Fayette County Emergency Management Director Pete Nelms retires

 

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Fayette County Department of Fire and Emergency Services Division Chief Pete Nelms, who has also been emergency management director since 2013, has retired. (Staff photo by Christopher Fairchild)

Monday marked the end of an era as Pete Nelms, division chief and emergency management director with Fayette County Department of Fire and Emergency Services, has retired after more than 26 years with the department.

Nelms was also the department’s public information officer until his retirement.

A reception was held in Nelms’ honor at the Fayette County Public Library on Friday. A room full of friends, family, and colleagues showed up, and kept showing up, to wish him well.

Monday was Nelms’ last official day on the job.

An Atlanta native, Nelms had been a ramp worker with Eastern Airlines in Atlanta for a few years before moving to Fayette in 1983. When Eastern employees went on strike in early 1989, Nelms was approached by the late Fayette County Fire Chief Larry Smith about joining his department.

“He asked me if I had ever considered becoming a firefighter,” Nelms remembers. “I had not.”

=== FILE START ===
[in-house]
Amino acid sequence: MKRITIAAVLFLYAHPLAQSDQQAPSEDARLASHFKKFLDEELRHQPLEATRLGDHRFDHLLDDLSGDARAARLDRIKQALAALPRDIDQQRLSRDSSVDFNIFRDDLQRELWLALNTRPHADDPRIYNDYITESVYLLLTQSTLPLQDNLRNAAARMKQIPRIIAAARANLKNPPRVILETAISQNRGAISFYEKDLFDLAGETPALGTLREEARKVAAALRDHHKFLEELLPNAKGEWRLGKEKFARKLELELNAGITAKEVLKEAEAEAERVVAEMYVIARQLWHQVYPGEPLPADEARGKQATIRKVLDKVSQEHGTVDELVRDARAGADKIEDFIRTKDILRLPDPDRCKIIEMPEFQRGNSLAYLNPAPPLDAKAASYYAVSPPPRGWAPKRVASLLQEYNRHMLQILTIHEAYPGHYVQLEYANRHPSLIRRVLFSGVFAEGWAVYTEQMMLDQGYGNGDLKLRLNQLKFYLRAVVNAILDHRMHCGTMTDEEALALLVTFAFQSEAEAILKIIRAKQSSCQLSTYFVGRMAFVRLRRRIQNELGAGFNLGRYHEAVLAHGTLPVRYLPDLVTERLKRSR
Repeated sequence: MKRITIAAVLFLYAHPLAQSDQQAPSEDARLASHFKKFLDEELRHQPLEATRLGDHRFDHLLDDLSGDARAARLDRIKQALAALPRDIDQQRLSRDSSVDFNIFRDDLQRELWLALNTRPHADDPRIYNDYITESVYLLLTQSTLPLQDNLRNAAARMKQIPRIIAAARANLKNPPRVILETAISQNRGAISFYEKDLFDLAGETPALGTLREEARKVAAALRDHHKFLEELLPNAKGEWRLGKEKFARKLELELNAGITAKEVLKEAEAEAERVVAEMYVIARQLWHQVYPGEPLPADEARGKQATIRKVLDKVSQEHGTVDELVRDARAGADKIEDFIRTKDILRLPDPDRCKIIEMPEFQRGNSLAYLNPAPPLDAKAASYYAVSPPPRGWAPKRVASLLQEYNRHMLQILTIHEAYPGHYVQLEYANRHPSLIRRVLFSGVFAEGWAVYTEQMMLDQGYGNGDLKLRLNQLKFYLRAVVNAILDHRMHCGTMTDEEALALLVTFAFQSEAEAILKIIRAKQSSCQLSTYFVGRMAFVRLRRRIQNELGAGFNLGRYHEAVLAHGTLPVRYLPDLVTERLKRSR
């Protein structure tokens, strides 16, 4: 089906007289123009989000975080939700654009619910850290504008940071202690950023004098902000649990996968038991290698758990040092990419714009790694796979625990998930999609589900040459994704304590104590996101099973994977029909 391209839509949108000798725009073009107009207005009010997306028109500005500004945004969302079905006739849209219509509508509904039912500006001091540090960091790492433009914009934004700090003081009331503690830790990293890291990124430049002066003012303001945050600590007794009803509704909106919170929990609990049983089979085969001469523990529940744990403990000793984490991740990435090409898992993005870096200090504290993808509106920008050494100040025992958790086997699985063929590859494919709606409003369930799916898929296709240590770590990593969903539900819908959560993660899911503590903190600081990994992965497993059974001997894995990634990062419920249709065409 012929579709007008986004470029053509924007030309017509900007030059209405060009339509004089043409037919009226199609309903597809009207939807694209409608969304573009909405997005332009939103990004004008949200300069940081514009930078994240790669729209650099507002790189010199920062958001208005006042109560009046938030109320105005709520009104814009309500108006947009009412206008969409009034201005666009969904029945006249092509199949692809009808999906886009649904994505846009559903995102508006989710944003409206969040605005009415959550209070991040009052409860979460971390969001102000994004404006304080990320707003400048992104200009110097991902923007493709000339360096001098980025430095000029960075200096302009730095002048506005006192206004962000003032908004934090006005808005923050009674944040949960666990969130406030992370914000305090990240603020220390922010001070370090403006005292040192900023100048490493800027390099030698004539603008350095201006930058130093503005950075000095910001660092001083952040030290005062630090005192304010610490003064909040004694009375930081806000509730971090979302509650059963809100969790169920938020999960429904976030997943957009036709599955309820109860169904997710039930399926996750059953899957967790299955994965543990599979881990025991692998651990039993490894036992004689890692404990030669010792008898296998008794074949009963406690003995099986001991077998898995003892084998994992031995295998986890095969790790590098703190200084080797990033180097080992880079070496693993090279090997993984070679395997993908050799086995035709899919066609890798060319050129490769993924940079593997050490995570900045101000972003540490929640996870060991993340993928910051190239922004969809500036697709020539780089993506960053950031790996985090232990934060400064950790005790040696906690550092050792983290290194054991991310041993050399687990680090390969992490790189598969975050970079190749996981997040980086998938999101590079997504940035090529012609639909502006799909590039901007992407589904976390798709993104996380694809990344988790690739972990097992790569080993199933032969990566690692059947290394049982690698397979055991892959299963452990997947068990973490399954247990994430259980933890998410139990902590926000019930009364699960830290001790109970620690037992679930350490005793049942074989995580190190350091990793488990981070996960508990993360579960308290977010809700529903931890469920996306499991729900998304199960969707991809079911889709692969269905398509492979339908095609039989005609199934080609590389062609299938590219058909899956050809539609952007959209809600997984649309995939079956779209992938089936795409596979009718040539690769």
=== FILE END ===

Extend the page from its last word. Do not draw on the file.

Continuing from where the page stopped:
But then he did.

Nelms went to firefighter school, EMT school, and paramedic school, and eventually he became a lieutenant. By early 1995, he was named emergency management coordinator for Fayette County and public information officer for his department.

Nelms was promoted to division chief and emergency management director in April 2013.

During his time with Fayette County, Nelms’ role in preparing the community for emergencies has broadened from mostly thinking about natural disasters such as severe storms and flooding to having to also consider situations that arise from terrorism and active shooter scenarios.

“The events of 9/11 changed the whole scape of what we’re about,” Nelms says. “Before then, we were about planning for natural events. We were thrust into planning for terrorism.

“And active shooters, that’s a whole other deal,” Nelms says. “We’ve still got a lot of work to do.”

During Nelms’ tenure, it would be natural disasters that actually tested his training, though he is quick to note that emergency preparedness and response is far from being a one-man show.

“It takes a great deal of partnership and working together,” Nelms says. “You’ve got to have everybody on your team pulling together.”

He recalls the big ice storm a few years ago when many emergency services personnel worked 41 hours straight. “That was not just me. Everybody did that,” he says.

Nelms, whose wife Carol retired from the State of Georgia not long ago, says it is time for him to slow down a bit and spend more time with his family, including his young grandson.

“It’s time to go. I’m going on my own free will. It’s time to see new things and face new challenges, and enjoy those special moments.

“It’s been fun,” Nelms says. “It’s been interesting.”

Nelms says he and his wife plan to stay in Fayette County.

To whomever replaces him, Nelms says, “You’ll never be caught up, and there will always be something around the corner. This job has had its ups and downs, but mostly ups. We have an excellent department and an excellent county.”

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